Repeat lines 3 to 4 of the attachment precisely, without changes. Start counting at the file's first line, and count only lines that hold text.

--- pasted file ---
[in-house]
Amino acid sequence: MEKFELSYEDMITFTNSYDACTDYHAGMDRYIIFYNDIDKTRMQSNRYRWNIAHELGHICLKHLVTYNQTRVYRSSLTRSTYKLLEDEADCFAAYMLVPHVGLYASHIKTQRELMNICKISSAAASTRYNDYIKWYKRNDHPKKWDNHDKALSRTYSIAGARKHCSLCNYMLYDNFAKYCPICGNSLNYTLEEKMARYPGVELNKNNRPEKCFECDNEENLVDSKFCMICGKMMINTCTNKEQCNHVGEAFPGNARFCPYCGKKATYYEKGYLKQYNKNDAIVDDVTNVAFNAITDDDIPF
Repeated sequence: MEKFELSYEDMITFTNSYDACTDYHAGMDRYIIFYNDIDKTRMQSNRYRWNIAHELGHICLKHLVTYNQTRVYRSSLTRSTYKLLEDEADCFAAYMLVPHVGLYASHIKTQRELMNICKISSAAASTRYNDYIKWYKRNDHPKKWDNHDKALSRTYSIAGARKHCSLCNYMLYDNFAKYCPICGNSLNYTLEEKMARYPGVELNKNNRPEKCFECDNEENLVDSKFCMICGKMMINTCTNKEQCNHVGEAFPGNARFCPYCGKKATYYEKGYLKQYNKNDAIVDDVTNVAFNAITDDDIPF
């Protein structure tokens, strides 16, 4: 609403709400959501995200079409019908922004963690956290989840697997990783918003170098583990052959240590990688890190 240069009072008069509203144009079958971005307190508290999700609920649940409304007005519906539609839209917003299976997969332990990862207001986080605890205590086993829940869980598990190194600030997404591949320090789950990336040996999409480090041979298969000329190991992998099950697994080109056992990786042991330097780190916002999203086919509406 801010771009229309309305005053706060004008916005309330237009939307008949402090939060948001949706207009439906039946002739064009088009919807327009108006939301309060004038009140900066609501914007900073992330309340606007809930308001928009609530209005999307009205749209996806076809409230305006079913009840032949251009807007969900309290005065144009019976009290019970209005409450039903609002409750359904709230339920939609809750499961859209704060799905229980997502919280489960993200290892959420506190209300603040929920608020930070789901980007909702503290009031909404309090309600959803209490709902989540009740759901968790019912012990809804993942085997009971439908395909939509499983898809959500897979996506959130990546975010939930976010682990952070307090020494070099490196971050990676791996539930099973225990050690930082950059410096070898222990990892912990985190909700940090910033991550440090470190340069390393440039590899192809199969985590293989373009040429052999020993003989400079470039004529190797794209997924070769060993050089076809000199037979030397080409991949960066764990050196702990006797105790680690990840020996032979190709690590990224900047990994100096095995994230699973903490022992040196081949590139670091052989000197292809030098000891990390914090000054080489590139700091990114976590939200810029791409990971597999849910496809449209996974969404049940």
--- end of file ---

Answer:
Repeated sequence: MEKFELSYEDMITFTNSYDACTDYHAGMDRYIIFYNDIDKTRMQSNRYRWNIAHELGHICLKHLVTYNQTRVYRSSLTRSTYKLLEDEADCFAAYMLVPHVGLYASHIKTQRELMNICKISSAAASTRYNDYIKWYKRNDHPKKWDNHDKALSRTYSIAGARKHCSLCNYMLYDNFAKYCPICGNSLNYTLEEKMARYPGVELNKNNRPEKCFECDNEENLVDSKFCMICGKMMINTCTNKEQCNHVGEAFPGNARFCPYCGKKATYYEKGYLKQYNKNDAIVDDVTNVAFNAITDDDIPF
């Protein structure tokens, strides 16, 4: 609403709400959501995200079409019908922004963690956290989840697997990783918003170098583990052959240590990688890190 240069009072008069509203144009079958971005307190508290999700609920649940409304007005519906539609839209917003299976997969332990990862207001986080605890205590086993829940869980598990190194600030997404591949320090789950990336040996999409480090041979298969000329190991992998099950697994080109056992990786042991330097780190916002999203086919509406 801010771009229309309305005053706060004008916005309330237009939307008949402090939060948001949706207009439906039946002739064009088009919807327009108006939301309060004038009140900066609501914007900073992330309340606007809930308001928009609530209005999307009205749209996806076809409230305006079913009840032949251009807007969900309290005065144009019976009290019970209005409450039903609002409750359904709230339920939609809750499961859209704060799905229980997502919280489960993200290892959420506190209300603040929920608020930070789901980007909702503290009031909404309090309600959803209490709902989540009740759901968790019912012990809804993942085997009971439908395909939509499983898809959500897979996506959130990546975010939930976010682990952070307090020494070099490196971050990676791996539930099973225990050690930082950059410096070898222990990892912990985190909700940090910033991550440090470190340069390393440039590899192809199969985590293989373009040429052999020993003989400079470039004529190797794209997924070769060993050089076809000199037979030397080409991949960066764990050196702990006797105790680690990840020996032979190709690590990224900047990994100096095995994230699973903490022992040196081949590139670091052989000197292809030098000891990390914090000054080489590139700091990114976590939200810029791409990971597999849910496809449209996974969404049940």